Monday, November 09, 2009

A Change Comes to Sloss

It happened in super slow motion, so none of us kids in Sloss saw it coming. One day you could play stickball right in the

middle of Sloss Road, but then came “progress.” The next thing we knew our little community had changed forever.
We were all pretty miffed when a crew from Birmingham came in and hauled away our railroad tracks. One warm summer

day they came clattering slowly down the Sloss spur line on flatbed cars pulled by a tired old freight engine. They pulled up

the rusted railroad spikes by the thousands and they hauled our tracks off for scrap.
The railroad no longer had a use for the old tracks, since the coal had already been scratched out of the hills and hollows,

and burned in the furnaces at U.S. Steel in Birmingham
But the kids of Sloss used those rails all the time, for home base, and rail walking contests. We really hated to see them go.

Even today, I can close my eyes and smell the creosote, and the bitterweed that grew between the crossties. The tracks

were perfect speed bumps for the community. Any car that hit those tracks too fast could blow a tire or break an axle!
Sometime later, a state survey crew came into our neck of the woods with a chain gang and a man with a telescope. I later

learned that the device was a transit, which surveyors use to accurately lay out tracks of land.
We peppered the workers with questions, and they told us they were building a new road to replace the tar and gravel pig

trail that ran through Sloss. They were also paving the red-rock section of road that connected Sloss to highway 78.
That sounded OK at first, until they walked deep into our yard and drove wooden stakes with handwritten numbers in the

They went even deeper into Mama Watson’s yard and the yards of our other neighbors.
As soon as they left, we pulled the stakes up and threw them in the creek.
The next time they came through the crew chief threatened us with life in Atmore Prison, if we fooled with the stakes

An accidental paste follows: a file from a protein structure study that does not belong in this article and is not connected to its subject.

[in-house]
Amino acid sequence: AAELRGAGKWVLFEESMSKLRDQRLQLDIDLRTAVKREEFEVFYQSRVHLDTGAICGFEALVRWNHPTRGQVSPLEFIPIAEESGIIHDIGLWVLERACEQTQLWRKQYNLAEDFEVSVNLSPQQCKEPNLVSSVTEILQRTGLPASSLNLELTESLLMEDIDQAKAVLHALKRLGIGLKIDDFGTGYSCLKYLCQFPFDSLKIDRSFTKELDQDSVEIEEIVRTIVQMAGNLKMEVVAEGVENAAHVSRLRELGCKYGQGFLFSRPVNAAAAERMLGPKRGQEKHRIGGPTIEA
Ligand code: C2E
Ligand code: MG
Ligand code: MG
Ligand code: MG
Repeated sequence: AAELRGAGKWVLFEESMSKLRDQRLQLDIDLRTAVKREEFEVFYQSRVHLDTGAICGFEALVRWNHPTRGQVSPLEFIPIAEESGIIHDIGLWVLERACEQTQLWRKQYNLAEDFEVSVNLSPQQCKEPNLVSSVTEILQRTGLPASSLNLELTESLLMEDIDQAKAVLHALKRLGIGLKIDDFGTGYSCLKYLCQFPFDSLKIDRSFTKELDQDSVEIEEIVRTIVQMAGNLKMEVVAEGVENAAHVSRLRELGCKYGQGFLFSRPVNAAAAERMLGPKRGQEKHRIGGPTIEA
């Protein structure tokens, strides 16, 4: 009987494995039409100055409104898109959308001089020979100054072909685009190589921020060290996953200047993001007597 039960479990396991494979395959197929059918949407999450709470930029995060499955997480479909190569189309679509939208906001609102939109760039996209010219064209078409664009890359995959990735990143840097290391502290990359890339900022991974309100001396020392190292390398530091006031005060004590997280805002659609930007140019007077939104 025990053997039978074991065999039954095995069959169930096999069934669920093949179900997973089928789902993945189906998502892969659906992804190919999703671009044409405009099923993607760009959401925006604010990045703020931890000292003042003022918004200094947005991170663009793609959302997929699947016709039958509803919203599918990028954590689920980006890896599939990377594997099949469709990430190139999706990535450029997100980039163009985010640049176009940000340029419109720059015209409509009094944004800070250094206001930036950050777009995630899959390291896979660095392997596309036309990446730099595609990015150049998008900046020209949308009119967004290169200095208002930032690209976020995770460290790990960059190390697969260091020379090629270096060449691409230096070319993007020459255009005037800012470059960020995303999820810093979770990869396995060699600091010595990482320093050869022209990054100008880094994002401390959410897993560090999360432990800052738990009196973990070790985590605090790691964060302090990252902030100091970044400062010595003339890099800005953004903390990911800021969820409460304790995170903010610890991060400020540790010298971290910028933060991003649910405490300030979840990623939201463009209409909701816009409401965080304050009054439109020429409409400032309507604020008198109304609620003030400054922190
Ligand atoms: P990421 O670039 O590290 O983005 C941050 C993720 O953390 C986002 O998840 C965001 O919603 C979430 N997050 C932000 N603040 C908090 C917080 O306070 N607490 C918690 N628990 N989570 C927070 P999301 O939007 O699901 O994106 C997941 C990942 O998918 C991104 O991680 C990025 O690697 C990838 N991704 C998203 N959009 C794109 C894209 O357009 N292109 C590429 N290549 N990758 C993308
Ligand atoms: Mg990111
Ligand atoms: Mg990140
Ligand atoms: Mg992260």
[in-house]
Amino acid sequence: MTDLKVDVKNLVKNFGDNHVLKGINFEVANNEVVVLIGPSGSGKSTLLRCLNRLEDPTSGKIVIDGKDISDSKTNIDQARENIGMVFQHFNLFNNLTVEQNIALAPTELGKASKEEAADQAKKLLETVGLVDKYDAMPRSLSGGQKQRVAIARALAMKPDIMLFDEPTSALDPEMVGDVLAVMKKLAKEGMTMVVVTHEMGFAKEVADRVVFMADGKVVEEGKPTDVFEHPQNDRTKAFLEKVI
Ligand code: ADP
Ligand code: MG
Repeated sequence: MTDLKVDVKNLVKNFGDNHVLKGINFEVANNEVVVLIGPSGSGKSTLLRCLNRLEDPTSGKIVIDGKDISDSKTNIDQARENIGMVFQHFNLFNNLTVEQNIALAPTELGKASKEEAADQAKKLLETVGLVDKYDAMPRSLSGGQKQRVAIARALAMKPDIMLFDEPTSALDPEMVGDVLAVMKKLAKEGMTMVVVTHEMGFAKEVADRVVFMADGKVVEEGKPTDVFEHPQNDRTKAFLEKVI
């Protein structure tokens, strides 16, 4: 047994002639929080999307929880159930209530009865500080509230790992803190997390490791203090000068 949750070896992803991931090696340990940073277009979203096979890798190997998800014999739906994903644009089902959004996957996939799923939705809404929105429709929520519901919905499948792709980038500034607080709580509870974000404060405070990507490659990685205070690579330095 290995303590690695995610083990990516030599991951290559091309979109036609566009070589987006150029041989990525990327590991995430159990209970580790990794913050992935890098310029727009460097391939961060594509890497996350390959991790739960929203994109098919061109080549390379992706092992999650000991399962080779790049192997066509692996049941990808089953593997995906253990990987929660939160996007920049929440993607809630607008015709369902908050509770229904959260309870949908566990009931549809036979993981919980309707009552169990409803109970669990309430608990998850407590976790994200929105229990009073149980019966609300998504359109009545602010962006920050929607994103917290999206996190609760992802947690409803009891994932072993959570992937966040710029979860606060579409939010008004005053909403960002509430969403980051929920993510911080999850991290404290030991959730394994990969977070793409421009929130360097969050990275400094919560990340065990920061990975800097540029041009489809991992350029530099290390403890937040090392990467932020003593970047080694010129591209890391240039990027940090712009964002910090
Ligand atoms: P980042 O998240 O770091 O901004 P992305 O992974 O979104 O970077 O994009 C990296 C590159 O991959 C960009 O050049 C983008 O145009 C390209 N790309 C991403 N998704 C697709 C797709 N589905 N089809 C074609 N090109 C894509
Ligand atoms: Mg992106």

again. We were pretty sure he was jacking us around, but we didn’t bother their stakes anymore.
Men in suits came to visit all the families on the west side of the old tracks and made offers to buy their homes.
We had property in the back of our house, so the state simply moved our house a few hundred feet. Neither my

grandmother, the Plunkett’s nor the Castleberry’s had any land behind their houses so they were forced to find other places

to live.
As time passed, more state trucks, road graders, dump trucks and Caterpillar bulldozers showed up.
The construction foreman said, “Progress will be good for this place.” I wanted to say, “If progress is so fine and dandy,

why don’t you do some progress in your community.” But I kept my mouth shut and endured the sadness I felt as I

watched my childhood friends pack their things to move away.
We stayed in touch with our friends, but our community was never the same after the new road came through.
I was looking through a box of pictures recently and came across some faded photographs taken in front of the old home

place. The houses weren’t much by today’s standards, but they suited us just fine. The old thoroughfare wasn’t much wider

than a driveway, but these days when I stroll down memory lane, it’s always on the old road.

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